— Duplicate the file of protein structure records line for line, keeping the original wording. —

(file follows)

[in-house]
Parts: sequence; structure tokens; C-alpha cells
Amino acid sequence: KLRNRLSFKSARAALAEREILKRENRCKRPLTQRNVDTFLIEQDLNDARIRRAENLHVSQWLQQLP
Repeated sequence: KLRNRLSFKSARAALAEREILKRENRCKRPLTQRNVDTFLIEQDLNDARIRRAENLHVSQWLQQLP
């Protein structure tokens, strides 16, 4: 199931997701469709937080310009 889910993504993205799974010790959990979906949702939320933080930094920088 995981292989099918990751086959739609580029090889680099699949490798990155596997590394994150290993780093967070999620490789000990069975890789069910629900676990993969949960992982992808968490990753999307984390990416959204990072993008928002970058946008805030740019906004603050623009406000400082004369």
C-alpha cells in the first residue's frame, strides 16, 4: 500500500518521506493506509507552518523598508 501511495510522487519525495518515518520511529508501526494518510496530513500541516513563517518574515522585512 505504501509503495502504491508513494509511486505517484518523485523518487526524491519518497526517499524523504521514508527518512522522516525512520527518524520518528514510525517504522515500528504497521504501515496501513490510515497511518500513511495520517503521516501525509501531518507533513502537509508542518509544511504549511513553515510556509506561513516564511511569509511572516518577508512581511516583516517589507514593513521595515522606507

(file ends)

[in-house]
Parts: sequence; structure tokens; C-alpha cells
Amino acid sequence: KLRNRLSFKSARAALAEREILKRENRCKRPLTQRNVDTFLIEQDLNDARIRRAENLHVSQWLQQLP
Repeated sequence: KLRNRLSFKSARAALAEREILKRENRCKRPLTQRNVDTFLIEQDLNDARIRRAENLHVSQWLQQLP
């Protein structure tokens, strides 16, 4: 199931997701469709937080310009 889910993504993205799974010790959990979906949702939320933080930094920088 995981292989099918990751086959739609580029090889680099699949490798990155596997590394994150290993780093967070999620490789000990069975890789069910629900676990993969949960992982992808968490990753999307984390990416959204990072993008928002970058946008805030740019906004603050623009406000400082004369």
C-alpha cells in the first residue's frame, strides 16, 4: 500500500518521506493506509507552518523598508 501511495510522487519525495518515518520511529508501526494518510496530513500541516513563517518574515522585512 505504501509503495502504491508513494509511486505517484518523485523518487526524491519518497526517499524523504521514508527518512522522516525512520527518524520518528514510525517504522515500528504497521504501515496501513490510515497511518500513511495520517503521516501525509501531518507533513502537509508542518509544511504549511513553515510556509506561513516564511511569509511572516518577508512581511516583516517589507514593513521595515522606507